SINGAPORE - The Singapore system is not perfect in improving the lives of the low-income and vulnerable families, but it has performed better than most countries, said the Ministry of Social and Family Development (MSF) in a first-of-its-kind report released on Thursday (Nov 1).
In an occasional paper that illustrates the efforts and the progress Singapore has made in improving social mobility, the ministry said many of its measures have worked well in boosting progress and social mobility.
"But the same measures now bring new challenges that we need to address, to ensure that stratification is not enshrined and social mobility continues to be spurred," it added.
Going forward, it will have to adapt policies in response to changing circumstances and needs as well as to learn from past experiences.
"We will keep studying fresh ideas and approaches, including those from other societies, and try them out where they have promise to help improve Singapore and the lives of Singaporeans," added the MSF.
"But we must not forget that trade-offs are unavoidable in social policy, and all too often good intentions have led to counterproductive results."
Social inequality and mobility have dominated the national discourse in recent weeks.
At an Institute of Policy Studies event last Thursday (Oct 25), Deputy Prime Minister Tharman Shanmugaratnam noted that safeguarding social mobility would get more difficult as Singapore progresses because that is the nature of a meritocratic system.
"Those who succeed try to help their children and those who haven't succeeded find that the odds increase against them doing well in life," he said.
A key step in tackling income inequality is to ensure that everyone in society - including those in the middle class - continues to progress, said Mr Tharman, as he gave the analogy of being on an escalator that has to keep moving so that everyone is better off.
Education Minister Ong Ye Kung said at a separate event last Wednesday that meritocracy has given many a better life through their talent and ability, but as families prosper, they spare no effort to ensure that their children do well too. This has led to children from different backgrounds beginning at different starting points in life.
Still, when it comes to educational progress, the results are encouraging, according to the 31-page paper released by MSF.
For example, nine in 10 students from the bottom 20 per cent of households by income made it to post-secondary education today, up from five in 10 students 15 years ago.
And 15-year-olds here from disadvantaged backgrounds have performed consistently better, in areas such as maths and science, than those of similar backgrounds in other developed countries, going by the Programme for International Student Assessment (Pisa) test.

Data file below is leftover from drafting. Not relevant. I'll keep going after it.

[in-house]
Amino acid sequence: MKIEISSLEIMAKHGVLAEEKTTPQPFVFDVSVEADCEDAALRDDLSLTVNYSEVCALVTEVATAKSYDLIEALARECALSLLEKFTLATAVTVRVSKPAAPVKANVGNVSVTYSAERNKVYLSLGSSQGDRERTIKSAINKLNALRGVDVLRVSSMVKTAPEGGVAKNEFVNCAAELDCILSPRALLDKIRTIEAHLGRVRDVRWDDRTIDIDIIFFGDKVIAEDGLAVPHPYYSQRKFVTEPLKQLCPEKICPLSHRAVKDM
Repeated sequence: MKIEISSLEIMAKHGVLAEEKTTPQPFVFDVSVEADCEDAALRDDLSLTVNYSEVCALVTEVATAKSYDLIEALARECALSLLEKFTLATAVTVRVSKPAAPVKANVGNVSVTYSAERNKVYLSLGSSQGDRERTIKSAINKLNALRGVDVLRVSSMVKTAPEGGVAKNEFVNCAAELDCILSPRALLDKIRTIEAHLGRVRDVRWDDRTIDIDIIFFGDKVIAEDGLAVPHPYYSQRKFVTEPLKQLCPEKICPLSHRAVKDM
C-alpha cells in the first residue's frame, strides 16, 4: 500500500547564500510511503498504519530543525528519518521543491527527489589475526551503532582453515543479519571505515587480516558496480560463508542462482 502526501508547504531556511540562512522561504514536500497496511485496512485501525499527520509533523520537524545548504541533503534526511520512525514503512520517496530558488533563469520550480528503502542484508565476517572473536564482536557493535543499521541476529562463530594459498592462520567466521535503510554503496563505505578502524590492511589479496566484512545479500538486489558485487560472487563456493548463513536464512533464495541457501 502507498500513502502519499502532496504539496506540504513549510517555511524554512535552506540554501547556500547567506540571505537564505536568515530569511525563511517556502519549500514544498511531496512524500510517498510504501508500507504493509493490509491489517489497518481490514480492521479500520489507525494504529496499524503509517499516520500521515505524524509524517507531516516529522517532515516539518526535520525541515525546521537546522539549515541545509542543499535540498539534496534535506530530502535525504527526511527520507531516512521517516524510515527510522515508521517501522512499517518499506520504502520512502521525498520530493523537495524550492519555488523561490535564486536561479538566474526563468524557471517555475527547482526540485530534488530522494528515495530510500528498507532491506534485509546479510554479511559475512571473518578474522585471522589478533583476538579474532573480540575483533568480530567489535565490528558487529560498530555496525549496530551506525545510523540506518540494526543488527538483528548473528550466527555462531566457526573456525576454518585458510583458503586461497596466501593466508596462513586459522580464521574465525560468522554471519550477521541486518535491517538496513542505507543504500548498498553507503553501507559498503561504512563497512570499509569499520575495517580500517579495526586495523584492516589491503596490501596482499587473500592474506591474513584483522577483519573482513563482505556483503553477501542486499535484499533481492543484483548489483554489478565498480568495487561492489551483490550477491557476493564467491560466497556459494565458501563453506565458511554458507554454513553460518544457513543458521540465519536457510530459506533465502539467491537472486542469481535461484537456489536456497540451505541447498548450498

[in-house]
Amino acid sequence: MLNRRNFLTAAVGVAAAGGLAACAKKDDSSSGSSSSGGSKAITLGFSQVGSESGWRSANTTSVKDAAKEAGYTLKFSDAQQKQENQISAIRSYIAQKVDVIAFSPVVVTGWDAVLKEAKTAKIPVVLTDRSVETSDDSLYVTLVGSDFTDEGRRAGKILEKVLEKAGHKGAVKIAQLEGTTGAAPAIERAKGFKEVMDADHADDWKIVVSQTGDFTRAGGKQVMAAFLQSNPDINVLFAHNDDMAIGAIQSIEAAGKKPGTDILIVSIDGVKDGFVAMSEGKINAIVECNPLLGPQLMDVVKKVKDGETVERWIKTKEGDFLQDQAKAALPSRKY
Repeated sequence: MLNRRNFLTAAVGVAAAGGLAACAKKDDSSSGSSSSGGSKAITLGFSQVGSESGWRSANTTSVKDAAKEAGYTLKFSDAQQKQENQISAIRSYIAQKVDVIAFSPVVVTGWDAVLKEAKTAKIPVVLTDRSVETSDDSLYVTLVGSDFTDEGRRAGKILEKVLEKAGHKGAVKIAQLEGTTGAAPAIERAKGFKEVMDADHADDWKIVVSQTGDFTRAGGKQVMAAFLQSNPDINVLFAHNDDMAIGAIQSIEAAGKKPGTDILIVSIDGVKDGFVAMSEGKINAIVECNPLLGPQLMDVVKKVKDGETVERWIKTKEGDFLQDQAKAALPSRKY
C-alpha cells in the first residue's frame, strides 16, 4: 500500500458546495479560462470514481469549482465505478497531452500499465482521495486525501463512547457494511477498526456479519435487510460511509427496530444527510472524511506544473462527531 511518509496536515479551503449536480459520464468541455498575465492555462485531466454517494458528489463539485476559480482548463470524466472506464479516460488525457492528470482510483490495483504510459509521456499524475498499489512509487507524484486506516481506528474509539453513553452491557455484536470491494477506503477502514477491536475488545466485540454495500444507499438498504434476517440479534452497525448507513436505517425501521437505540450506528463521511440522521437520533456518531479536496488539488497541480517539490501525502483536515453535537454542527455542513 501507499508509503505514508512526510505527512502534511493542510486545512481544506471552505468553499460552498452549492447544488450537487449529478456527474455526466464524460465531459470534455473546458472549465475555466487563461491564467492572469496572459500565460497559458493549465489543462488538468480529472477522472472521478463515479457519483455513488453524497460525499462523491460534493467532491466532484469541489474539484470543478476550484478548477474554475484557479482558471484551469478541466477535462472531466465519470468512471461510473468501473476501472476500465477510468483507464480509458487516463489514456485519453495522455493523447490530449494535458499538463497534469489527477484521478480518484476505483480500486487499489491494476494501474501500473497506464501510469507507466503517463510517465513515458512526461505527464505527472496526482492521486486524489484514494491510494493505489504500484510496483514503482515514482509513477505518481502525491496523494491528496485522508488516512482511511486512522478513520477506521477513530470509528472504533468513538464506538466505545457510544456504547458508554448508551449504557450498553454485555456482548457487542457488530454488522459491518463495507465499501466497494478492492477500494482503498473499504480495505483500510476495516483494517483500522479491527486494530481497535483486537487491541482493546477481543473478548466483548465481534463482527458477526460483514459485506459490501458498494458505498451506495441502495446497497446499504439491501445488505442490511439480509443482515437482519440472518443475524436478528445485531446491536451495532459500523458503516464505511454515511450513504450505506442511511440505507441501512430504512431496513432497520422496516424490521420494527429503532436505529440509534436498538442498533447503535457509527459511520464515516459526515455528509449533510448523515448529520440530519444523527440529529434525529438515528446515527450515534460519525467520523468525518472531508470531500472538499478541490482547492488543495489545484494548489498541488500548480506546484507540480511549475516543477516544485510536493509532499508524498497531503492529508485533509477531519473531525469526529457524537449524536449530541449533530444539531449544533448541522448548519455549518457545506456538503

Education is among several areas highlighted in the paper, which also lists government schemes and policies in employment, home ownership, and healthcare to improve the lot of the vulnerables.
It said the employment rates for Singaporeans and permanent residents have also risen in the past decade, especially for the older workers. For workers aged 65 and older, the employment rate rose from 14.4 per cent in 2007 to 25.8 per cent last year.
The Workfare Income Supplement (WIS) has been one of the most effective schemes in getting people, especially the older workers, to work, the report noted. The WIS scheme encourages low-wage workers to work, by providing Central Provident Fund top-ups and cash supplements. For example, a 60-year-old earning $1,200 a month gets $300 more through the WIS.
Home ownership is another area Singapore can be proud of.
Some 87 per cent of Singaporeans in the bottom 20 per cent by resident household income own their homes, which is significantly higher than in other cities.
Besides, aided by significant housing grants and affordable prices of flats, more poor families are moving out of heavily subsidised rental flats to become home owners.
There were about 500 such families in 2013 and this doubled to almost 1,000 households last year. The numbers applying for a rental flat have also fallen by 44 per cent in the same time period (between 2013 and 2017).
The Gini coefficient after taxes and transfers, a measure of income inequality, has declined from 0.439 in 2007 to 0.401 in 2017. The lower the score, the more equal a society is.
Using the Organisation for Economic Cooperation and Development method, Singapore's Gini coefficient, before taxes and transfers, dipped from 0.438 in 2007 to 0.417 in 2017. After taxes and transfers, the decrease is from 0.388 in 2007 to 0.356 in 2017.
Mr Leonard Lim, research associate at the Institute of Policy Studies, pointed out that Singapore's Gini coefficient, after taxes and transfers, is lower or comparable to developed countries like the United States - a testament to the Government's efforts to redistribute income.
He added: "Education is the engine that powers social mobility. Hence, the moves to intervene early in education are most significant to me, as they are an indication that this Government is intent on breaking any significant cycle of inter-generational transmission of poverty."